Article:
The Transparent Disaster Relief Act of 2018 would better inform disaster survivors about duplicative benefits and increase transparency around recoupments
WASHINGTON – U.S. Representatives Kathleen Rice (NY-04) and Peter King (NY-02) today introduced a new bill to amend the Robert T. Stafford Disaster Relief and Emergency Assistance Act and the Small Business Act to better inform disaster survivors about which forms of federal assistance could be considered duplicative and result in a recoupment or, claw-back. The bill also requires the federal government to automatically provide disaster survivors with clear information on how they determine recoupment amounts. The proposed legislation has been endorsed by the Touro Law Center Disaster Relief Clinic, which has been assisting Long Islanders affected by Superstorm Sandy since 2012.
The announcement was made on the six-year anniversary of Superstorm Sandy on the Long Beach Boardwalk, where Rep. Rice was joined by local elected officials and several Sandy survivors from New York’s fourth congressional district.
Victims of disasters like Superstorm Sandy use whatever assistance they receive to rebuild their homes and put their lives back together,” said Representative Kathleen Rice. “But right now, FEMA fails to inform survivors of which benefits could be duplicative and result in a recoupment. It’s not fair to subject these survivors to claw-backs after they followed the rules. It should be incumbent upon the federal government to provide survivors with clear instructions and comprehensive information so that they can make well-informed decisions. As hurricanes become more frequent and more powerful, the number of Americans applying for disaster relief will only increase. We need to implement these reforms now to protect future storm survivors from encountering this same issue.”
It is terrible that Long Islanders subjected to the devastation of Superstorm Sandy have to also be subjected to an unclear and convoluted relief process,” said Representative Peter King. “I am proud to co-lead this legislation, which will make disaster aid more transparent and efficient.”
In the aftermath of Superstorm Sandy, a difficult recovery process was made even worse for many survivors when they learned that they had used duplicative benefits and would have to repay the government for money already spent. A common scenario was when survivors used New York Rising funding for the same recovery purposes as other forms of federal assistance, such as Small Business Administration (SBA) loans or Federal Emergency Management Agency (FEMA) grant funding.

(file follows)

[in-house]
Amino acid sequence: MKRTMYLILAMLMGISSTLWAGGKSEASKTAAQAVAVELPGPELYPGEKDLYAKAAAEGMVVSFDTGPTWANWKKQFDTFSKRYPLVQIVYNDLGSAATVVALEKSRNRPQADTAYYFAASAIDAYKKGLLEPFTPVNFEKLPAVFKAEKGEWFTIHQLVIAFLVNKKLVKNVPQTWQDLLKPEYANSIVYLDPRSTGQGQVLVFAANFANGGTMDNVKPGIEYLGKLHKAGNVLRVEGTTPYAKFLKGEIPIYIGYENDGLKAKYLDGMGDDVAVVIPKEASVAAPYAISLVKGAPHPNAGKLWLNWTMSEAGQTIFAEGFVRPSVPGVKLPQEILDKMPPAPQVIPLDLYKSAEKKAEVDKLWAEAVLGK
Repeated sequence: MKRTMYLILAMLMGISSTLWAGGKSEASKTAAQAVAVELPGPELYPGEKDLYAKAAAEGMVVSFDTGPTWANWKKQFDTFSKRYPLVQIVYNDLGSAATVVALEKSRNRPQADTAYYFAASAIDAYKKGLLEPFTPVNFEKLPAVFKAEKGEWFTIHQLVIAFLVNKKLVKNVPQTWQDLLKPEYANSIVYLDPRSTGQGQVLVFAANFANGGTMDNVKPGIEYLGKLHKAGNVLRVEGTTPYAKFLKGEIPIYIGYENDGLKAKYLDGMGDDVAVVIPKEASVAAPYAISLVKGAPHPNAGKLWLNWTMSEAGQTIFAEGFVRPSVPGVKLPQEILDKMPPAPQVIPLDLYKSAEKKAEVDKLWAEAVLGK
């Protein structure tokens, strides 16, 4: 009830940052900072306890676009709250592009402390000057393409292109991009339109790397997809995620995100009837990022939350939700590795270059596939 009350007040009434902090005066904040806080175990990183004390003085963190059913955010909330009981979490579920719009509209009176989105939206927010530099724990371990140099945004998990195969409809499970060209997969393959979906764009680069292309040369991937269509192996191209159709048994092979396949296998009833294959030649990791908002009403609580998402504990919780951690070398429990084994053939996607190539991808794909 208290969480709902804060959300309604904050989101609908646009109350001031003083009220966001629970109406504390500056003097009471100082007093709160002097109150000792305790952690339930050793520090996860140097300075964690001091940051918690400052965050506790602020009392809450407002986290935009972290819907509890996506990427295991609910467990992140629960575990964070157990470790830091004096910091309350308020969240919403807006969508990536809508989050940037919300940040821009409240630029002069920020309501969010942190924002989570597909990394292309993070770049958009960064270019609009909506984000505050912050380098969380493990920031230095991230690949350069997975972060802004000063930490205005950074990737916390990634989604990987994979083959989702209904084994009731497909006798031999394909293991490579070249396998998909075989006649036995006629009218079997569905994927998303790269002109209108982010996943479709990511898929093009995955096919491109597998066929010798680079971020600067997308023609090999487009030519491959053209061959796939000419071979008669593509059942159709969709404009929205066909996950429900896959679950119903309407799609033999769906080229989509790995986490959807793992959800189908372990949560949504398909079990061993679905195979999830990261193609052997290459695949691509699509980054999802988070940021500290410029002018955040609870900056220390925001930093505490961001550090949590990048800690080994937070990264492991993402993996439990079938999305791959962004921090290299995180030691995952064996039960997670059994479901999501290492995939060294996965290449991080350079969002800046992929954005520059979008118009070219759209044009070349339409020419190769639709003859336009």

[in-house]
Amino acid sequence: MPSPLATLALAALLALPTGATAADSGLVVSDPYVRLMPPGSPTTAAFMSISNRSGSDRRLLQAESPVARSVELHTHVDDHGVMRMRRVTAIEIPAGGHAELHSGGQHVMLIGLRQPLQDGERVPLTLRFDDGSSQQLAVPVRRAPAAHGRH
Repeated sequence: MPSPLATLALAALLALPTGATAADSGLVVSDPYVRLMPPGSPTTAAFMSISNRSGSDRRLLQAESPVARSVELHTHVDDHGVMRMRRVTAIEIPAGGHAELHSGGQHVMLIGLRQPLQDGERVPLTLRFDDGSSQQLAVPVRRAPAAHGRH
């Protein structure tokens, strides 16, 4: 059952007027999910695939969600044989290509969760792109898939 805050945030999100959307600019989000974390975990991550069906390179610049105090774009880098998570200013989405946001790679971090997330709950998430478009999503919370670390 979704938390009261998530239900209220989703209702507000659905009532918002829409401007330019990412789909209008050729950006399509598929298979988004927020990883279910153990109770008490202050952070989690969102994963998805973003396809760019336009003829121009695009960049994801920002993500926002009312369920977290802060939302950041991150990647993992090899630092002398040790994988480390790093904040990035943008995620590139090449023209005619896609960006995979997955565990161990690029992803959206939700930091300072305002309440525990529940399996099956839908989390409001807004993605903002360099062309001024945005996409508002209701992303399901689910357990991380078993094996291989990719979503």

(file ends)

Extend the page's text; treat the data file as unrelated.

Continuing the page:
Following a major weather disaster like Sandy, FEMA encourages survivors to apply for both FEMA funding and SBA loans, which often arrive quickly, in order to begin the recovery process as soon as possible. After Sandy, Congress also appropriated an additional $4 billion in funding to the U.S. Department of Housing and Urban Development (HUD) to further support New York State’s ongoing recovery effort. This funding was eventually distributed through NY Rising. Eager to rebuild their homes and communities, many Sandy survivors accepted NY Rising funding unaware that it would be considered duplicative to the FEMA funds and SBA loans that they already received and used. As a result, FEMA and NY Rising have sought to recoup millions of dollars in assistance funding from homeowners on Long Island who were simply following the rules.
Currently, the Stafford Act does not require federal assistance programs to provide survivors with information on duplicative benefits nor does it provide them with the explicit option to refuse SBA loans.
The Transparent Disaster Relief Act of 2018 would ensure that anyone receiving federal assistance signs an acknowledgment statement that includes a comprehensive list of resources that could be considered duplicative benefits. The bill also requires that the SBA clearly notifies all approved loan applicants that they are not required to accept the loan.
Finally, the bill requires that anyone who is subject to a claw-back is automatically provided with all the information used by the federal government to determine the recoupment amount. This information is critical to individuals who are challenging a claw-back but is currently only available upon request.
What we saw in the aftermath of Sandy was a lack of proper information and education being provided to homeowners, especially regarding SBA Loans,” said Melissa H. Luckman, Esq. Director of the Disaster Relief Clinic Touro Law Center. “Still to this day, six years after the storm, my organization receives calls from homeowners who simply do not understand how or why an SBA Loan — which must be paid back with interest — counts as a duplication of benefits against the NY Rising grant program. I want to thank Rep. Rice and Rep. King for working together on this Bill, and for continuing to work hard for those affected by Sandy. We completely endorse this bi-partisan Bill being introduced today and look forward to a more educated future for those affected by natural disasters in the future.”
Last Year, Rep. Rice was the lead Democrat on the Disaster Assistance Fairness and Accountability Act with Rep. Tom MacArthur (R-NJ), which prohibits FEMA from clawing back disaster assistance funding after three years of initially distributing it to recipients. This bill was included in the FAA Reauthorization Act of 2018 which the President signed into law on October 5, 2018.
The full text of the bill is available here.